Now, onto the nitty gritty, what will Favreau’s series cover? It’s too early to really say at this stage, but from what I’ve seen, he seems to do a lot of “slice of life” projects, often with snarky, or naive characters, rather than big ‘event’ films. His Iron Man movies seemed to reflect this, mainly focusing on Tony Stark himself. Even as the Marvel films have gotten bigger and bigger and scope, they seem largely built on the Iron Man prototype, high adventure but with a lot of humor.

So I’m guessing that perhaps Favreau’s series might focus a bit on the fringe of Star Wars, not exactly the big epic events like some epic clash between the light and the dark side but those who try to make it by in this frequently war-torn galaxy…and that’s certainly a major theme of Star Wars-that even those who appear small and irrelevant can change the course of the future. After all, that’s pretty much what Star Wars is all about…as stated by Leia in the Star Wars novel,

“They were in the wrong place at the wrong time. Naturally they became heroes.”

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(OK, the TPM cast were kind of high-class characters like a Queen, but at least Anakin and Jar-Jar kind of fit that)….

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….and of course the original team did as well…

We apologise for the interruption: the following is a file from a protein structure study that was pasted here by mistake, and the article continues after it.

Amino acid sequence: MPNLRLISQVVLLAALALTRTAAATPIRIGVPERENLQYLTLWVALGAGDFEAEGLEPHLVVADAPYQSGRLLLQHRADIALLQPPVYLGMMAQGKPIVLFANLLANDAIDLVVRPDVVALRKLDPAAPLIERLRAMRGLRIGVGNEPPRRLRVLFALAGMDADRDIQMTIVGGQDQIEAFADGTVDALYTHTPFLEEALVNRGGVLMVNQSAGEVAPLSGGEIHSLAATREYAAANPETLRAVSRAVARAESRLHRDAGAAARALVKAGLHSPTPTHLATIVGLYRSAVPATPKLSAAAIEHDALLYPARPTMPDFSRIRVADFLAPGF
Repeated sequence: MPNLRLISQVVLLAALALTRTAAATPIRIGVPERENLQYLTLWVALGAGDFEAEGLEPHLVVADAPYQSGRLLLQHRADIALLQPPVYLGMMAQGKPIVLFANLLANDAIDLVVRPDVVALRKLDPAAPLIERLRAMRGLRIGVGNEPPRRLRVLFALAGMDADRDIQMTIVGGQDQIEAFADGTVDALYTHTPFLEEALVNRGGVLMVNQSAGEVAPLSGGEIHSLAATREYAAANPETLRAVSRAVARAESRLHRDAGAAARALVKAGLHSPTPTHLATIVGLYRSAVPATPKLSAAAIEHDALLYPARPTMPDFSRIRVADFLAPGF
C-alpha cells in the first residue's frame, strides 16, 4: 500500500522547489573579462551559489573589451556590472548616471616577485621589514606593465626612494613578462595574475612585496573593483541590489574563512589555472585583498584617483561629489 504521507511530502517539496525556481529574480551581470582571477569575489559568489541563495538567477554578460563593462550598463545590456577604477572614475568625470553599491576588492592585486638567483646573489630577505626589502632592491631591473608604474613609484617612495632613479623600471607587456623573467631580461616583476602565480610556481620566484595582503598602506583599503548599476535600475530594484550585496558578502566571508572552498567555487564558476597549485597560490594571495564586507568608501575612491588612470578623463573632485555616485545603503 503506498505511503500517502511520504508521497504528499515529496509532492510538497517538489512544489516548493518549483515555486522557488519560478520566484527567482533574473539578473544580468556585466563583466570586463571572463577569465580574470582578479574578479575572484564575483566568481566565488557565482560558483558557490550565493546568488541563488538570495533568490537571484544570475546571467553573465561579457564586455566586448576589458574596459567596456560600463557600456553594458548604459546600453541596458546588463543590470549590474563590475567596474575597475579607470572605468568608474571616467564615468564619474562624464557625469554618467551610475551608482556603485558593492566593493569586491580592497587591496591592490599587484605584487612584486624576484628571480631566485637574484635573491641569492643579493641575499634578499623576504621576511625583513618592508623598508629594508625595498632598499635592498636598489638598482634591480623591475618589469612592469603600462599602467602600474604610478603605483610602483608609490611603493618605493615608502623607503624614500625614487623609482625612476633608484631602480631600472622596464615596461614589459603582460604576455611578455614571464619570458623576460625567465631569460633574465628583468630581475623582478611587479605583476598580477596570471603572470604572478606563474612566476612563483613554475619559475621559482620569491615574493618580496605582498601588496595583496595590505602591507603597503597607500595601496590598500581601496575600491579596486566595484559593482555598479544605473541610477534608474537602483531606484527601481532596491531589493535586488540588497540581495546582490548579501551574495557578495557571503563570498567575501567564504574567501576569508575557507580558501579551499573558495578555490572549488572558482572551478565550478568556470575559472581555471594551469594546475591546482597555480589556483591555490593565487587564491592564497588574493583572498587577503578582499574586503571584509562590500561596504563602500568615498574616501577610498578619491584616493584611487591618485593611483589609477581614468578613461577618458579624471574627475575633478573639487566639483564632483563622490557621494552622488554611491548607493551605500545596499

and certainly the Disney casts fit the model quite well….

 

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It’s possible the series might cover the “Dark times” era as well (Between Revenge of the Sith and A New Hope) although “Rebels” covered a portion of that. However, perhaps a series set earlier, when people are still adjusting to this new, darker galaxy, might be a good idea. Dark Horse certainly tried the concept with their “Dark Times” series.

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Favorite Movie scenes: The Force Awakens

In three years, Disney’s given us three Star Wars films-two installments of the sequel trilogy, and “Rogue One” of course. While they have been a bit polarizing among groups of fandom (mainly due to claims of unoriginality, or going too much into the OT sandbox of Rebellion vs. Empire instead of new story directions), they’ve gotten good critical reviews, and have definetly revived the brand as a major box office force (heh). Here’s my thoughts on a few notable scenes from the first Disney film, “The Force Awakens”.

 

Rey The Scavenger